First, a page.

'Cupid'

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For some, love takes time — and a willingness to overlook faults, like a penchant for karaoke. For others, love is a passionate, instant connection that drives the besotted to do things like change all the light bulbs at the ball drop in Times Square on New Year's Eve.

Both approaches are in evidence in ABC's midseason replacement "Cupid," a description that omits the word "new" because creator Rob Thomas and the Alphabet have been down this road before — for 15 episodes in 1998, with Jeremy Piven as the lead. Was there really a huge clamor to retell the story of a man who thinks he's a god of love and the disapproving female doctor who thinks he's a harmless loony?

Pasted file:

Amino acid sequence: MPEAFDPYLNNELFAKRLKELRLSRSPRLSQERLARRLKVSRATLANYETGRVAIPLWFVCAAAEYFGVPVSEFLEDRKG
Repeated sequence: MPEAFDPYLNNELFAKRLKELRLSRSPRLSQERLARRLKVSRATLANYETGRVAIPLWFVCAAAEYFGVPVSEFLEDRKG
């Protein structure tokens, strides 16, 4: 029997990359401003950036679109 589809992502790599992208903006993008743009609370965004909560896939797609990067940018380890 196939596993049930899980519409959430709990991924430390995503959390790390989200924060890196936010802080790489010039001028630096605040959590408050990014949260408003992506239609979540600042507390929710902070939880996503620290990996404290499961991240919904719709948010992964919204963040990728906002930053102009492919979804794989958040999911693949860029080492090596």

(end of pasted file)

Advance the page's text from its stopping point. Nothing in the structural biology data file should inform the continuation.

Apparently so, but this arrow doesn't quite hit the bull's-eye. Bobby Cannavale does make for a cuddly Cupid (aka Trevor), who walks a line between being charming and a galoot, and Sara Paulson's Dr. Claire McCrae skulks around throwing water on his ambitions to match up 100 couples. We know she's prickly because of her pursed lips, and we're supposed to sympathize with her sense and sensibility, but she's rather rigid and two-dimensional.

The real problem with the pilot is that the most interesting characters emerge out of the unexpected geek romance between an Irish busker and the reporter who interviews him. Those guest actors — Sean Maguire and Marguerite Moreau — are so darling that it's hard to believe the show isn't focusing on them.

Thomas' script gives a wet kiss to his candy-colored, hyper-cute New York, too. But to make this concept work longer than 15 episodes, he has created a conundrum: How can you make viewers invest in a weekly romance they'll never hear about again while waiting around for the leads to figure out they're made for each other? The balance is off, but there is still a sweetness to the show that makes it worth checking out. (partialdiff)
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